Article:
[erlang-questions] Workflow process model

Martynas Pumputis martynasp@REDACTED
Wed Oct 30 21:41:32 CET 2013

Having done both approaches (one with "business process as an Erlang
process" and the other "database-centric with bunch of workers"), I
would suggest to answer yourself the following questions:

* is persistence needed? you might want to store either each
incoming/outgoing event or events + state transitions for each process.
The latter is needed, if your transitions have side effects which can't
be reflected by events and in a case of failure your system global state
can't be restored from events.
* do you need fault-tolerance ? Erlangish approach requires you to
ensure that only the one instance is running at given time (hence,
leader election).
* are transitions triggered only by request messages ? if not, then you
will need timers. it comes out of the box with Erlang processes. you
probably just want them to survive process crashes. implementing timers
might be quite painful, if your BP can be handled by any worker residing
on any node and you don't want to send duplicated timer events.
* live process logic (code) upgrade, do you need it or maybe you can
stop the system for doing that ?
* how many running instances do you plan to have at once?
* how many different types of process ? anyway, you will implement your
own generic behaviour.


On 10/29/2013 08:02 PM, Charles Irvine wrote:
> I plan to write a BPM (Workflow) engine in Erlang. I’m struggling with what the process model ought to be. Suggestions would be greatly appreciated. Here’s the general structure of the system:
> Users construct a process model for an purposeful activity. Let’s say the activity is to fix a software defect. The process model is a set of tasks sequenced to achieve the goal of the process. The process model for fixing a defect would be:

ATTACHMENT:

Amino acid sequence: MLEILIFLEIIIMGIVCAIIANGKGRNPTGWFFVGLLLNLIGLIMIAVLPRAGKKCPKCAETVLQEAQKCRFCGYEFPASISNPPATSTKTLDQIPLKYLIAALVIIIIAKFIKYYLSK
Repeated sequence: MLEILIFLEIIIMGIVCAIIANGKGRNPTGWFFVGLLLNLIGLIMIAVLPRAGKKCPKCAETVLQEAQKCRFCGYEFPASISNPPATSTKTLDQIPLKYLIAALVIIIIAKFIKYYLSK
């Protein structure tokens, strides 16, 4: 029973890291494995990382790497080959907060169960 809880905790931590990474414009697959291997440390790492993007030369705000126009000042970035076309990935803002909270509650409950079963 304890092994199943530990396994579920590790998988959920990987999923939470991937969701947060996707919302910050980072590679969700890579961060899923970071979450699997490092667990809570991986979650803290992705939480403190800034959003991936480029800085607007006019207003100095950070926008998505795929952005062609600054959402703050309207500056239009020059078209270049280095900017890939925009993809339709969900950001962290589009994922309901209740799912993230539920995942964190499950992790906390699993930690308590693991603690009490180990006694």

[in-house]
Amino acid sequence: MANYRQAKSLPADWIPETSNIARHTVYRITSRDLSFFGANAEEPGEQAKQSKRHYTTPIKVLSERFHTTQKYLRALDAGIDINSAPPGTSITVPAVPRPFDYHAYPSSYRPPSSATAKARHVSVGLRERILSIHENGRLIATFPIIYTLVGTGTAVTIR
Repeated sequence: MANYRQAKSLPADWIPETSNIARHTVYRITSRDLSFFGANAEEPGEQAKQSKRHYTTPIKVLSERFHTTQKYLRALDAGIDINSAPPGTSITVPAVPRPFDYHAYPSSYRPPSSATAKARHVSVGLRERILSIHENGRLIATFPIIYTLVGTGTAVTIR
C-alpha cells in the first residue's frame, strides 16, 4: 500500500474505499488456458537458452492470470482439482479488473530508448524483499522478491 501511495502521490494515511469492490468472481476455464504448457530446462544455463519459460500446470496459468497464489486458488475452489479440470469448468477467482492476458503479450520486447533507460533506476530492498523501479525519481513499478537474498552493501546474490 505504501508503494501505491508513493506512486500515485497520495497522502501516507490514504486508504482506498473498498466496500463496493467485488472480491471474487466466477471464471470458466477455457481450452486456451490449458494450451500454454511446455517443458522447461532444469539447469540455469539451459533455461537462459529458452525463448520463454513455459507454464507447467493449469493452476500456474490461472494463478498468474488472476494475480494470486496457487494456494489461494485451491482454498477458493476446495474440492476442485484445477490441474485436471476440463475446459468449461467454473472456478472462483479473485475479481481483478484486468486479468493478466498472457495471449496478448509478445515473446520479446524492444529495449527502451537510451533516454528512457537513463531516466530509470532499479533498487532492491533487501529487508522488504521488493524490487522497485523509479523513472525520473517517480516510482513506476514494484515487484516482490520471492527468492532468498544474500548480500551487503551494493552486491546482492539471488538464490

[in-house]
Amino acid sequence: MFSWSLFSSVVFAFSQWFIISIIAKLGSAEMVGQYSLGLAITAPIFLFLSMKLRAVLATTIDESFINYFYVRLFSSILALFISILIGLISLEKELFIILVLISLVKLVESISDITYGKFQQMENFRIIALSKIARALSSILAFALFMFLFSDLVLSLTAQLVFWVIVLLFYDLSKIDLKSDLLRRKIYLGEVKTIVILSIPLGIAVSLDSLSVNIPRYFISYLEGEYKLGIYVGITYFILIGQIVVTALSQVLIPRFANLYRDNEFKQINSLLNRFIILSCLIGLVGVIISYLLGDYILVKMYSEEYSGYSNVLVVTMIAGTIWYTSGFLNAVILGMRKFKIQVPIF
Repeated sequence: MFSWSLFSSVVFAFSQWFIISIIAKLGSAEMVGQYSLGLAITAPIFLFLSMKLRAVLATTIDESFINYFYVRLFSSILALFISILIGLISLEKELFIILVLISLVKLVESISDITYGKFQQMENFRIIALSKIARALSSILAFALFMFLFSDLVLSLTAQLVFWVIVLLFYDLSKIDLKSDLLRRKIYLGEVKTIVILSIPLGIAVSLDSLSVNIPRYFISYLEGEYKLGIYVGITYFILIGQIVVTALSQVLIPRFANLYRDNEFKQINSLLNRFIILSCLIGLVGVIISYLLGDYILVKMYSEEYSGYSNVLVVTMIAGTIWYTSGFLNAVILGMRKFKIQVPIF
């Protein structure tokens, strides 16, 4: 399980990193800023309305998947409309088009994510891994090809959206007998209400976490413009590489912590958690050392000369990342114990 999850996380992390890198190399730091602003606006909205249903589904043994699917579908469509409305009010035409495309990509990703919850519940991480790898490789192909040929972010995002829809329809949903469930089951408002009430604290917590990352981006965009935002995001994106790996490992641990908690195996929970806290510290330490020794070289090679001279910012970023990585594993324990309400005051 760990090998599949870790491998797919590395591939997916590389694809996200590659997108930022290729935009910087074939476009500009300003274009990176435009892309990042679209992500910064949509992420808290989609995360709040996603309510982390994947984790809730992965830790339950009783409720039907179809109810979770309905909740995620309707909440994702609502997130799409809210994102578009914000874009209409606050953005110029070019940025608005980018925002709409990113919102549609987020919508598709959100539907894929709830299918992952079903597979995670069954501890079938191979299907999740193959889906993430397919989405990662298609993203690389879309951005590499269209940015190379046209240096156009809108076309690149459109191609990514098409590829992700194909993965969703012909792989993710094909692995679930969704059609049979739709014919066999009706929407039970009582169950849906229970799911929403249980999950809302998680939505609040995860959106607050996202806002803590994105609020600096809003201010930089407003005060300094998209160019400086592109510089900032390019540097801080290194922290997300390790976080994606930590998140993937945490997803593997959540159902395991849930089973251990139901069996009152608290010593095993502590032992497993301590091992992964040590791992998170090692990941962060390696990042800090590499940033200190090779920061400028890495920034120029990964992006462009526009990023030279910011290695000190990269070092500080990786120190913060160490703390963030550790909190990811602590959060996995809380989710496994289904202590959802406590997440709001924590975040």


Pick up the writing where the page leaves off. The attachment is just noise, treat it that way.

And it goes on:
> OpenDefect -> WriteCodeToFixDefect -> DeployFixCodeToTestEnv -> TestFix -> DeployCodeToProd
> A single instance of this flow of task completion I call a workflow instance. There may be a large number of such instances in progress concurrently. The state of a workflow instance is a set of outstanding tasks ready to be performed and what I call a workflow context. A workflow context is a set of informational artifacts accumulated as the workflow progresses.
> For example the state of defect resolution workflow instance might be an instance of the task WriteCodeToFixDefect and the context would be a defect description.
> I’ve considered making each such workflow instance a process but I hesitate to do this since a process may have a relatively long lifetime and there might be a long duration between significant events. For example, a defect might not get fixed for weeks or months and a long time could elapse between the time the defect is reported and the time that someone starts working on it.
> A little nudge or two from folks more skilled than me at this would be much appreciated.
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